2 organic lemons

425g (15oz) granulated sugar to every 600ml (1 pint) of juice

Wash the apples, cut into quarters, but do not remove either the peel or core. Windfalls may be used, but be sure to cut out the bruised parts. Put the apples into a large stainless-steel saucepan with the water and the thinly pared zest of the lemons and cook for about 30 minutes until reduced to a pulp.

Pour the pulp into a jelly bag and allow to drip until all the juice has been extracted, usually overnight. (The pulp can later go to the hens or compost. The jelly bag or muslin may be washed and reused over and over again.)

Measure the juice into a preserving pan and allow 425g (15oz) sugar to each 600ml (1 pint) of juice. Warm the sugar in a low oven. Squeeze the lemons, strain the juice and add to the pan. Bring to the boil and add the warm sugar. Stir over a gentle heat until the sugar is dissolved. Increase the heat and boil rapidly without stirring for about 8–10 minutes. Skim, test and pot immediately. Flavour with rose geranium, mint, sage or cloves as required.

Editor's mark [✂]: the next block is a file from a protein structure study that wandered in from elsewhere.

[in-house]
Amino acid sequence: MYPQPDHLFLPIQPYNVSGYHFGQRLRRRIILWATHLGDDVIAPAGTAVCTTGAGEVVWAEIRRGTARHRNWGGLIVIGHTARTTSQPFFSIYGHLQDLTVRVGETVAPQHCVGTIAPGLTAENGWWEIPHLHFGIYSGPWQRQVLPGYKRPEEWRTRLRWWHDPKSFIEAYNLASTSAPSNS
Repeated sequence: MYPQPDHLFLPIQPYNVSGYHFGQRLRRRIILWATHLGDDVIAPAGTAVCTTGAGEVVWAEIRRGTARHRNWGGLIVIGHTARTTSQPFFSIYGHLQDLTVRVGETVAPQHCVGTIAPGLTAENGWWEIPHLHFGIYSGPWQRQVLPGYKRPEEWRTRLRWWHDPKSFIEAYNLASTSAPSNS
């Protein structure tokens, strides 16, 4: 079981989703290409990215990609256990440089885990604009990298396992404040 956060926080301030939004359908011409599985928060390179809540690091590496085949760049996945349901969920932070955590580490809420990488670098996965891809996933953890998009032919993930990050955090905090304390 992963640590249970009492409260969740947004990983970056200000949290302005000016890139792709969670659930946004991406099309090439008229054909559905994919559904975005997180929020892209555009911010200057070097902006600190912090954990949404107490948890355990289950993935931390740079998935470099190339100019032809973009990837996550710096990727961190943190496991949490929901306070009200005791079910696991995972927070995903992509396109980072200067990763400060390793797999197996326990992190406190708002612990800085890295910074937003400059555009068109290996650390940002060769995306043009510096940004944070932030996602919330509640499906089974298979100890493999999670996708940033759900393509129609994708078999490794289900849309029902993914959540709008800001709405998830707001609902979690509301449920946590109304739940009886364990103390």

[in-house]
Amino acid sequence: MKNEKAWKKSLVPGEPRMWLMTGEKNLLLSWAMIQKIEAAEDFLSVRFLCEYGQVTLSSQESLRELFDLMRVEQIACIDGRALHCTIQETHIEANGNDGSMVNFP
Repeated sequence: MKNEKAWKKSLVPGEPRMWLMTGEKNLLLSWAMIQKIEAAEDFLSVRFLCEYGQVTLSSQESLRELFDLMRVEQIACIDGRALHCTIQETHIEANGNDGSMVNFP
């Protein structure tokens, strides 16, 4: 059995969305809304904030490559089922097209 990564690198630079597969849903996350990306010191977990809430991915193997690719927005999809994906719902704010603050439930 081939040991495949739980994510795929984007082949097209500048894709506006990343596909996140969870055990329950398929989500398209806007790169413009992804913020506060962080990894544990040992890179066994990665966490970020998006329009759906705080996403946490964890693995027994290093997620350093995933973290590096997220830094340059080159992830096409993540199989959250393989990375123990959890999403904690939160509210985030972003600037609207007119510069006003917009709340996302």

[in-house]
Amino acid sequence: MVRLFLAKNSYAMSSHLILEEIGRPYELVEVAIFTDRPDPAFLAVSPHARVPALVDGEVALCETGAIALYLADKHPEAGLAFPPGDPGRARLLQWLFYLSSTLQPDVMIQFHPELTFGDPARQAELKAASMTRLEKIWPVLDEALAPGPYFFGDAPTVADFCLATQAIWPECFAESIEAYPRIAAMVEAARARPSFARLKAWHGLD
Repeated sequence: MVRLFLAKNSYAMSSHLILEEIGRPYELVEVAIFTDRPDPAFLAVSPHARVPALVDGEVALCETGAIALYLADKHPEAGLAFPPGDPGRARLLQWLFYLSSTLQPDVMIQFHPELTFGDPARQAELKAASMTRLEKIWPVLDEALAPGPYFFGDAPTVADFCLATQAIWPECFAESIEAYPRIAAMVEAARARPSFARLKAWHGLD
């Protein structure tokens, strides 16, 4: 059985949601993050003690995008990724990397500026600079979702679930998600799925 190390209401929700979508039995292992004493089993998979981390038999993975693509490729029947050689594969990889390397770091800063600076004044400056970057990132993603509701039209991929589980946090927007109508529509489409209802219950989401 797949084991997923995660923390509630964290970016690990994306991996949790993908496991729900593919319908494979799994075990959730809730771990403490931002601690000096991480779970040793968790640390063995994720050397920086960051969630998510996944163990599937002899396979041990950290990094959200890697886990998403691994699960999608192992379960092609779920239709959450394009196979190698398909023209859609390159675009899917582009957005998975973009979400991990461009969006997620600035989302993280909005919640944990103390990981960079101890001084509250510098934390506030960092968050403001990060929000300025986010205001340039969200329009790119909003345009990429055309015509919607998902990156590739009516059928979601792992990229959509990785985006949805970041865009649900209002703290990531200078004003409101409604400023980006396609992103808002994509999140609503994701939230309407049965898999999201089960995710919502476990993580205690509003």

A day out in Limerick

The Limerick Milk Market was buzzing on Saturday morning, throngs of eager customers on a mission to fill their shopping bags with goodies from the more than 70 stalls tucked into the market square, protected from the elements by an elegant canvas canopy.